Manjima Chatterjee is a drama explorer, teacher and occasional writer. Manjima read English at St Stephen’s College, Delhi University, and Sociology at the Delhi School of Economics. She has a PG Diploma in Drama in Education (Theatre for Education and Social Transformation) under Maya Krishna Rao from Shiv Nadar University. Her articles have appeared in Arts Praxis, the Arts-inEducation journal of NYU Steinhardt, as well as in anthologies such as Nation, Nationalism and the Public Sphere (Sage; Banerjee and Ray, eds), and newspapers such as The Hindu, The Hindu Business Line, Education World and Hindustan Times. She was shortlisted for the BBC’s International Radio Playwriting Competition and won The Hindu Metro Plus Playwright Award in 2013. Her book, Two Plays on Hunger, was published by Dhauli Press in 2018, and her play, Mountain of Bones, was published in Creating a Profession: Disparate Voices of Indian Women Playwrights, an anthology of works by female Indian playwrights.
Manjima has conducted workshops on drama-in-education with teachers from schools across the country, including the DPS group of schools, and was privileged to moderate a panel introducing drama and storytelling based learning to a delegation of 1500 Sahodaya School Principals at the 25th National Conference of Sahodaya School Complexes held in November 2019. She teaches drama and serves as the Central Arts Curriculum Lead at Shiv Nadar Schools.
by Alisha Sett
Alisha Sett is a writer, curator, and educator. She is Course Director for Aesthetics, Criticism and Theory at Jnanapravaha Mumbai, and part of the collectives: Kashmir Photo Collective, Guncotton and Round O Films.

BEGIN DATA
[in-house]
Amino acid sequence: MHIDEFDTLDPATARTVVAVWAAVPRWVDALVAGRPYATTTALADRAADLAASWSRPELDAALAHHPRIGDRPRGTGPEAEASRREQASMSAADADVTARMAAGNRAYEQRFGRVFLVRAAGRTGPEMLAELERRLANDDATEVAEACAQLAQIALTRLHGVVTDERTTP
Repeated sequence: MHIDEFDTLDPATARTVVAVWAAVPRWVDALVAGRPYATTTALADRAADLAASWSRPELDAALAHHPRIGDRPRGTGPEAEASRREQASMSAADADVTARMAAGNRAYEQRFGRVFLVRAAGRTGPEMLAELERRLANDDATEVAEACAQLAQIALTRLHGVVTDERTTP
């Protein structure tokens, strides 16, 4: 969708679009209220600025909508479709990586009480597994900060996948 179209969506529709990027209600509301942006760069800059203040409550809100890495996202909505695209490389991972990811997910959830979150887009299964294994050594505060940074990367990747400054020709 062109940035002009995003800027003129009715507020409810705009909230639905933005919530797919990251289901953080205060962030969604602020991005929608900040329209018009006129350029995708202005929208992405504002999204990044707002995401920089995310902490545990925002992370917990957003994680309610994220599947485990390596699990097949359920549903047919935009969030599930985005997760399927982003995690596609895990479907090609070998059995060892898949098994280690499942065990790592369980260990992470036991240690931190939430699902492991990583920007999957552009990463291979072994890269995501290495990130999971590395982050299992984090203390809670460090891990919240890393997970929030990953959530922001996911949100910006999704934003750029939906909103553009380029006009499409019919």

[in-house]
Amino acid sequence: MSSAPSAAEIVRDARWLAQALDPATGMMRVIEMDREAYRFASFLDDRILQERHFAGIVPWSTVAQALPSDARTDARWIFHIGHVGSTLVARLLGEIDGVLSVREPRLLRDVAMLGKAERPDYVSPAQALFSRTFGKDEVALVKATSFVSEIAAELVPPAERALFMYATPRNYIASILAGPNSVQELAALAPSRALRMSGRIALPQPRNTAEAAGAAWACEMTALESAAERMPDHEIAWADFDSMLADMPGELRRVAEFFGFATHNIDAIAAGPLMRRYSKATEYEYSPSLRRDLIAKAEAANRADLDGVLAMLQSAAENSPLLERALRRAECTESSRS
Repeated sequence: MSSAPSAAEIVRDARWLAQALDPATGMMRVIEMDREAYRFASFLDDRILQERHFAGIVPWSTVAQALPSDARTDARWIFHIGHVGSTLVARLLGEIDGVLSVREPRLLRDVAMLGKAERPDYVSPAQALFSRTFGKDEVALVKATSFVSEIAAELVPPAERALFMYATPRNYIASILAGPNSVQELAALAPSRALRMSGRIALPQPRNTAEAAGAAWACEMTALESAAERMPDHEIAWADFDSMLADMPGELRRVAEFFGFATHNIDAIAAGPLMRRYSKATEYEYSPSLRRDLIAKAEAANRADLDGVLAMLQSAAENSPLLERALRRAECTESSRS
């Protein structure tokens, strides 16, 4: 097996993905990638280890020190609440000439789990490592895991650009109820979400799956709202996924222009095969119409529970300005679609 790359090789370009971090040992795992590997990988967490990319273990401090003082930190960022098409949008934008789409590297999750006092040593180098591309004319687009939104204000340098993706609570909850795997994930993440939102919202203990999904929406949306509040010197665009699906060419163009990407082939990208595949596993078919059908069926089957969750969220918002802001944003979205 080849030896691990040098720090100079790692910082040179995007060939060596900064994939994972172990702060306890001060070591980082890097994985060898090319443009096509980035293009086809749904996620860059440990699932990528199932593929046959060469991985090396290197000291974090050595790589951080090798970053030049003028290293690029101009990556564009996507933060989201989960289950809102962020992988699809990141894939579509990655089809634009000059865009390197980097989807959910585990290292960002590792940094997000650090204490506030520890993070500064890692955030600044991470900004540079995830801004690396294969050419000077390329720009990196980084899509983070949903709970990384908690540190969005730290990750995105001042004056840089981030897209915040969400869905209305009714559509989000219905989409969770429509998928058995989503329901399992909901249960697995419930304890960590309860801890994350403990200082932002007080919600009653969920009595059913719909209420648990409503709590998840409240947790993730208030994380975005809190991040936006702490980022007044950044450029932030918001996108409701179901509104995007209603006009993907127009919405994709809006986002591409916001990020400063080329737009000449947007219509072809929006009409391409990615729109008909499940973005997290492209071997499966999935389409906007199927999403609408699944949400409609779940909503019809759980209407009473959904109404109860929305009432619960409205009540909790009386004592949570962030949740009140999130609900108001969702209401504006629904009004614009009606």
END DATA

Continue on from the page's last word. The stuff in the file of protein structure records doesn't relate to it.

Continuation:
Constructing Traditions: The Jamdani Within Exhibition Practice of Handicrafts
by Abeer Gupta
Abeer Gupta is currently the director of the Krishnakriti Foundation in Hyderabad and the Achi Association India in New Delhi and Leh. He has directed several documentary films and curated art, education and community media projects. His research is based in the western Himalayas, in Ladakh, Jammu and Kashmir around oral histories, material cultures, and visual archives. His publications include, The Visual and Material Culture of Islam in Ladakh (2014), Discovering the Self and Others in Jammu, Kashmir and Ladakh (Sage, 2014), and A Sense of Place: Islam in the Western Himalaya (Marg, 2018).
Acting in Concert: Reflections on Women in Alliance
by Parvathi Ramanathan
Parvathi Ramanathan is a researcher, writer and arts manager working across disciplines, with a keen focus on the performing arts through her work at Gati Dance Forum and Pro Helvetia New Delhi. She did her MPhil in Theatre and Performance Studies from the School of Arts and Aesthetics, Jawaharlal Nehru University, New Delhi. She is interested in questions of identity pertaining to nations and borders, especially looking at how they manifest in the body and in everyday life. Her written work on these themes can be found in Ligament, Howlround, The Wire among other publications. She is a trained Bharatanatyam dancer, exploring other forms of movement as a means of expression and therapy. Parvathi is motivated to work towards creating inclusive and accessible platforms for art, and particularly enjoys community engagement. She is a recipient of the Arts Research Grant 2020-21 by the India Foundation for the Arts.